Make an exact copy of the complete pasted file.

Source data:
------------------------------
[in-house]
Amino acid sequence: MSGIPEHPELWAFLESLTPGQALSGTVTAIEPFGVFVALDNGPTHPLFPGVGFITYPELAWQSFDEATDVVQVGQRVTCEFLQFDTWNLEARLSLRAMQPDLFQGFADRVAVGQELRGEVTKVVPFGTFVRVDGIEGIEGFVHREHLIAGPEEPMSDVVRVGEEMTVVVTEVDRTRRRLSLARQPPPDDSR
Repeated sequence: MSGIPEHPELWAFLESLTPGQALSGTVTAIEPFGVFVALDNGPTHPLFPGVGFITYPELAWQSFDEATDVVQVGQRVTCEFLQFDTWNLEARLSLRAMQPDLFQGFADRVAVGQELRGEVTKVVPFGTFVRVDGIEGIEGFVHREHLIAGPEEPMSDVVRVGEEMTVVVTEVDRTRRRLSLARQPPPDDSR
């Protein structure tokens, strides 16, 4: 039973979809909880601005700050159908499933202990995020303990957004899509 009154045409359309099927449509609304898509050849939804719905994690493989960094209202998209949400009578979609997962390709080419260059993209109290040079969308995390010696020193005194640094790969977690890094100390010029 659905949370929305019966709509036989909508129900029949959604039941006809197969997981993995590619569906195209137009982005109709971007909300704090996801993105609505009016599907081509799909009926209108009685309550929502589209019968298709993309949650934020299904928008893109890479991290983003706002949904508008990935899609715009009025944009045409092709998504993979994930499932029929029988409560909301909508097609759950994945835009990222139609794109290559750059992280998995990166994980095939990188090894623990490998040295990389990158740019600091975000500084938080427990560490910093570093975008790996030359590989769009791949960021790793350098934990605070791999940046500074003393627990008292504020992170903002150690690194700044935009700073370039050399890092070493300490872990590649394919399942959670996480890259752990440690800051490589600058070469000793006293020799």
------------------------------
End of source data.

[in-house]
Amino acid sequence: MSGIPEHPELWAFLESLTPGQALSGTVTAIEPFGVFVALDNGPTHPLFPGVGFITYPELAWQSFDEATDVVQVGQRVTCEFLQFDTWNLEARLSLRAMQPDLFQGFADRVAVGQELRGEVTKVVPFGTFVRVDGIEGIEGFVHREHLIAGPEEPMSDVVRVGEEMTVVVTEVDRTRRRLSLARQPPPDDSR
Repeated sequence: MSGIPEHPELWAFLESLTPGQALSGTVTAIEPFGVFVALDNGPTHPLFPGVGFITYPELAWQSFDEATDVVQVGQRVTCEFLQFDTWNLEARLSLRAMQPDLFQGFADRVAVGQELRGEVTKVVPFGTFVRVDGIEGIEGFVHREHLIAGPEEPMSDVVRVGEEMTVVVTEVDRTRRRLSLARQPPPDDSR
């Protein structure tokens, strides 16, 4: 039973979809909880601005700050159908499933202990995020303990957004899509 009154045409359309099927449509609304898509050849939804719905994690493989960094209202998209949400009578979609997962390709080419260059993209109290040079969308995390010696020193005194640094790969977690890094100390010029 659905949370929305019966709509036989909508129900029949959604039941006809197969997981993995590619569906195209137009982005109709971007909300704090996801993105609505009016599907081509799909009926209108009685309550929502589209019968298709993309949650934020299904928008893109890479991290983003706002949904508008990935899609715009009025944009045409092709998504993979994930499932029929029988409560909301909508097609759950994945835009990222139609794109290559750059992280998995990166994980095939990188090894623990490998040295990389990158740019600091975000500084938080427990560490910093570093975008790996030359590989769009791949960021790793350098934990605070791999940046500074003393627990008292504020992170903002150690690194700044935009700073370039050399890092070493300490872990590649394919399942959670996480890259752990440690800051490589600058070469000793006293020799």